Before he was led out, Greg managed to slip me a scrap of paper, which I crumpled in my hand.
I was out of town the next day, and it wasn’t until the morning after that I remembered Greg, and thought I should see what had happened to him. I arrived at the police post just as he was being hauled onto the back of a pick-up truck, with an escort of four bleary-eyed soldiers. I asked the police captain where they were taking him. He snapped: ‘he’s being transported to the provincial capital for questioning.’
I went over to Greg: ‘Keep well away from me,’ he said. ‘You’ve got me into more than enough trouble already’.
That was the last I saw of the giant American. A few weeks later, the much-anticipated coup took place, and I had worries of my own. It was only then that I came across the crumpled piece of paper he had written, still stuffed deep in my pocket.
‘Tell US consul Greg Benkowski of 2624b Cortez Street, Chicago Illinois, is held by Argentine authorities. I am innocent!’
By now, I was down in the capital, Buenos Aires, and thought I should try to find out what had happened to him.
They were reticent about speaking over the telephone to me - no phone was safe in those days. When I arrived at the US consulate, I was shown into a room with bare walls and a plain desk in the centre. One of those hatchet-faced lean young Americans in a tan suit, his mouth a line like a crack in a teacup, glanced at me in distaste.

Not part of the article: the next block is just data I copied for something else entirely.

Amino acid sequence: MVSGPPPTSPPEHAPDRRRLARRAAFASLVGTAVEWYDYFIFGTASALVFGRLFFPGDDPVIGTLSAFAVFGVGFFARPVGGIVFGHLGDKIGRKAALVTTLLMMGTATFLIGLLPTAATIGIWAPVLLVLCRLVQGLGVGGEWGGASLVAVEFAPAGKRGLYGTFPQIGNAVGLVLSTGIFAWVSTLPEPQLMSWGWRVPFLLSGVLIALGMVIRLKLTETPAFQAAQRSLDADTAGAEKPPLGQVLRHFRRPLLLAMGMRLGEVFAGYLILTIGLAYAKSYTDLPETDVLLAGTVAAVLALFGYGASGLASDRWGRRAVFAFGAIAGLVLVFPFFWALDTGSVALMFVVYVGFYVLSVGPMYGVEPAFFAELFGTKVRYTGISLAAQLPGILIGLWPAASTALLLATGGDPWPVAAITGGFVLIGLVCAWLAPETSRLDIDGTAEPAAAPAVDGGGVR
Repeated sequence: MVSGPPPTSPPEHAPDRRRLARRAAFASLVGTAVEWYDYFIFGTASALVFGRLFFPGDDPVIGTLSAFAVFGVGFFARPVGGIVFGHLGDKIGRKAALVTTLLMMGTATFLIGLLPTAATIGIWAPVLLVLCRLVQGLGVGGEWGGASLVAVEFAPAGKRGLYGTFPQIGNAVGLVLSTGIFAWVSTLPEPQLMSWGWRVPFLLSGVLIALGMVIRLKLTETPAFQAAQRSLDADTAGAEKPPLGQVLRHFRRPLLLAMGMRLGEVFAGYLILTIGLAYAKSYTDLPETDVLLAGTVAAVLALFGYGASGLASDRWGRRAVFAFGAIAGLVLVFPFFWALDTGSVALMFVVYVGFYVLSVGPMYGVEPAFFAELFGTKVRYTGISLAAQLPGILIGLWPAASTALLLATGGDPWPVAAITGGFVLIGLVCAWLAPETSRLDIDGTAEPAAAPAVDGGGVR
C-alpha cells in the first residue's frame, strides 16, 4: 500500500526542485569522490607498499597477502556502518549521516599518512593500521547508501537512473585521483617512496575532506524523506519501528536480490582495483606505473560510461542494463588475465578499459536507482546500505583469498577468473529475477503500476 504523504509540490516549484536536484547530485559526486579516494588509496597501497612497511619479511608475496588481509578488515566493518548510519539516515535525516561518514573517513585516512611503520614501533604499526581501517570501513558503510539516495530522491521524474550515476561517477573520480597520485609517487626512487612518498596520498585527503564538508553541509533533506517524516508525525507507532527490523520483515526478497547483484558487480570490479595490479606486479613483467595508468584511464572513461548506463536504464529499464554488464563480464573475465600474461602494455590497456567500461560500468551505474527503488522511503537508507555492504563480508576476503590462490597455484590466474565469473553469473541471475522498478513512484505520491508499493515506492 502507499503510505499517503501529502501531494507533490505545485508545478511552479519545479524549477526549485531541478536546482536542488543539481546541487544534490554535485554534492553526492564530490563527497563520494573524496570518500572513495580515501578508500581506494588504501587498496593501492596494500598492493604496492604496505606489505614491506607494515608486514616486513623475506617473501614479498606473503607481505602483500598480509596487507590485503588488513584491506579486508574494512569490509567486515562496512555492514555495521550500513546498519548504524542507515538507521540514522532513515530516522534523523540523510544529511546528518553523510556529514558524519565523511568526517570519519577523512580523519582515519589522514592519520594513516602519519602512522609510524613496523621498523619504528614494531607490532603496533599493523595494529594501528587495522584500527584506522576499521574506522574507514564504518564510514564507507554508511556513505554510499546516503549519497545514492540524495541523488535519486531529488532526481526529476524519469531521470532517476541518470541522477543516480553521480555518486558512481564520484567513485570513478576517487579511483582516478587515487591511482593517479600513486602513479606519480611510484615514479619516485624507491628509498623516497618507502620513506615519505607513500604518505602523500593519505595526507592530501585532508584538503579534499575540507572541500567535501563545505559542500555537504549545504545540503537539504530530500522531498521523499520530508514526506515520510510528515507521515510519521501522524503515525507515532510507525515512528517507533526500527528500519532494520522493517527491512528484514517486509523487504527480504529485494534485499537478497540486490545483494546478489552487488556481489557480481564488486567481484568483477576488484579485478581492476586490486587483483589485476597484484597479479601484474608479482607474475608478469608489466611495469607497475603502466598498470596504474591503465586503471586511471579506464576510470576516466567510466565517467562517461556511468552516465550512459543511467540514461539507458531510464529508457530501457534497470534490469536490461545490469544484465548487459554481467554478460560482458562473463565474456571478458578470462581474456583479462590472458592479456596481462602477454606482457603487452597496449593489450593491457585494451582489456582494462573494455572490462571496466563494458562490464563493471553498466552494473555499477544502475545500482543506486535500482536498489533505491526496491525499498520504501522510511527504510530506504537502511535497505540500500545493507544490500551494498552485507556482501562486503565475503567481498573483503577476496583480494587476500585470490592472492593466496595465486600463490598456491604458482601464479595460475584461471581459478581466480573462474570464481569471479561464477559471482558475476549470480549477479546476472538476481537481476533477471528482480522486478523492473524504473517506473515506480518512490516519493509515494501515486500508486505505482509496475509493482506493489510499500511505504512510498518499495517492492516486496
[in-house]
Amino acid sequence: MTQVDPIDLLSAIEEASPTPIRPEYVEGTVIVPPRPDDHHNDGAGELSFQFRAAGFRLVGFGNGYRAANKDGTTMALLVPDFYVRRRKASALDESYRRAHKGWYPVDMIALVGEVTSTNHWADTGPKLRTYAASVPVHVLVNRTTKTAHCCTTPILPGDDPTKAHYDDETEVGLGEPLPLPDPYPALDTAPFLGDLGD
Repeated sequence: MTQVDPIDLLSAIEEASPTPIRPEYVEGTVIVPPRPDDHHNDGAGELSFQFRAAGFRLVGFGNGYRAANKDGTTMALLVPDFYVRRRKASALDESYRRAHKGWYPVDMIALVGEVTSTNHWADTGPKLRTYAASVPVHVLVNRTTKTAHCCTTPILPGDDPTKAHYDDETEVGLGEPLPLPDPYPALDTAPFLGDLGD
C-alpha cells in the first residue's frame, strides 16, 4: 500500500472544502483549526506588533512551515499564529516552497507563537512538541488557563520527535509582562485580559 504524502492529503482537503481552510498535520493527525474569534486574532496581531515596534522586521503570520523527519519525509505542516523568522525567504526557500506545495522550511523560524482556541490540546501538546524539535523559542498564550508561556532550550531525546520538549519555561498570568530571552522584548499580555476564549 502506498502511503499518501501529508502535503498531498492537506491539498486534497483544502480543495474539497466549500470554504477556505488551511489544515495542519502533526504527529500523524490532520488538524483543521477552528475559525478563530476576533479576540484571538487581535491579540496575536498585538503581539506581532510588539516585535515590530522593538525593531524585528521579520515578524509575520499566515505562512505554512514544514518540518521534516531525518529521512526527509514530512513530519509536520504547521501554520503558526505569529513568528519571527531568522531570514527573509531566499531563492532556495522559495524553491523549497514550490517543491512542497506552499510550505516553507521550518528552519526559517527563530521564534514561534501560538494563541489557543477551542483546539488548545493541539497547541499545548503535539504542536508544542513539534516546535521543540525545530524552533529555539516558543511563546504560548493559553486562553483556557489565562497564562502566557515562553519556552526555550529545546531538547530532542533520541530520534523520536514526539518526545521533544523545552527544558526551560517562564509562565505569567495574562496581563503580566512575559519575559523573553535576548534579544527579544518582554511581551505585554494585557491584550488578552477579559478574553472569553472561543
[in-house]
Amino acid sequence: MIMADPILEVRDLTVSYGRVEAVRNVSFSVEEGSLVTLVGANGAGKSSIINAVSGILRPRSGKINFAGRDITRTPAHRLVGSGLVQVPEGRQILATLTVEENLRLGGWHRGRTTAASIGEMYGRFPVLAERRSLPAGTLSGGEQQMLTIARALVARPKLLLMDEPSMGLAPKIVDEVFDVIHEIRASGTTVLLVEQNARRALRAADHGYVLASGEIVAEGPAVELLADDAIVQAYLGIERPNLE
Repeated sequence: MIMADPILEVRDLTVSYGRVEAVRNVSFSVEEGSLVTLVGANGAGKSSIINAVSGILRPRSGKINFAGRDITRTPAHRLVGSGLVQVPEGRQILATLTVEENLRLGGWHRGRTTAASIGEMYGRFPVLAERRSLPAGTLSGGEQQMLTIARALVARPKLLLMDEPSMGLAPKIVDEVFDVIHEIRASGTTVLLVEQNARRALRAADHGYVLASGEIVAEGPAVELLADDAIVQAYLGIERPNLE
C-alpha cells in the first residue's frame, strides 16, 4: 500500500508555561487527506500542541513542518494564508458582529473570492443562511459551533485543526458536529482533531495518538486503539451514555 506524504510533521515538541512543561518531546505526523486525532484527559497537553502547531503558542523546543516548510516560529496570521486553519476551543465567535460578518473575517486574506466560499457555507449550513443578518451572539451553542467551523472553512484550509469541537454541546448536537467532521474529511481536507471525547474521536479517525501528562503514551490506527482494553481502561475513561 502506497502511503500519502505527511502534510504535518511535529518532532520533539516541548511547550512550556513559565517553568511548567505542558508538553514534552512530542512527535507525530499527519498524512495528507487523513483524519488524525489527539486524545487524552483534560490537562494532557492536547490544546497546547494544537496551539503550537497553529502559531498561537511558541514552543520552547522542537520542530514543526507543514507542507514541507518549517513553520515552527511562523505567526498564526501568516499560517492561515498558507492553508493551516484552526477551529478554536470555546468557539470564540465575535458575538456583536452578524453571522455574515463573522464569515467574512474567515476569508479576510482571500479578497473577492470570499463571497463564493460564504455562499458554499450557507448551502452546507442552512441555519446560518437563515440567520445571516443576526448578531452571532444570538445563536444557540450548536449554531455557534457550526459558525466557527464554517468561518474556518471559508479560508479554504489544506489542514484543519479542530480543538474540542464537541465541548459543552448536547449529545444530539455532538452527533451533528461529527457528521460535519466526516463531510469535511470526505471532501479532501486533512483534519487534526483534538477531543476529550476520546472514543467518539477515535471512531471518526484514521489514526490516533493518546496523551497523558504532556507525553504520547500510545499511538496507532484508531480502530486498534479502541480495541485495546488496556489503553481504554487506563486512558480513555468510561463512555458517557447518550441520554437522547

‘It took us a month to persuade the Argentinian authorities that Mr. Benkowksi was an innocent man. They claimed he had been arrested near the Bolivian frontier after being seen in the company of another alien whom they suspected of investigating hidden trails across the border, and of taking part in an armed robbery in a frontier town.’
I left without another word.
A few months later, I learned the Argentinian expression ‘la mufa’- someone who brings bad luck to whoever they meet.
The Power of Prose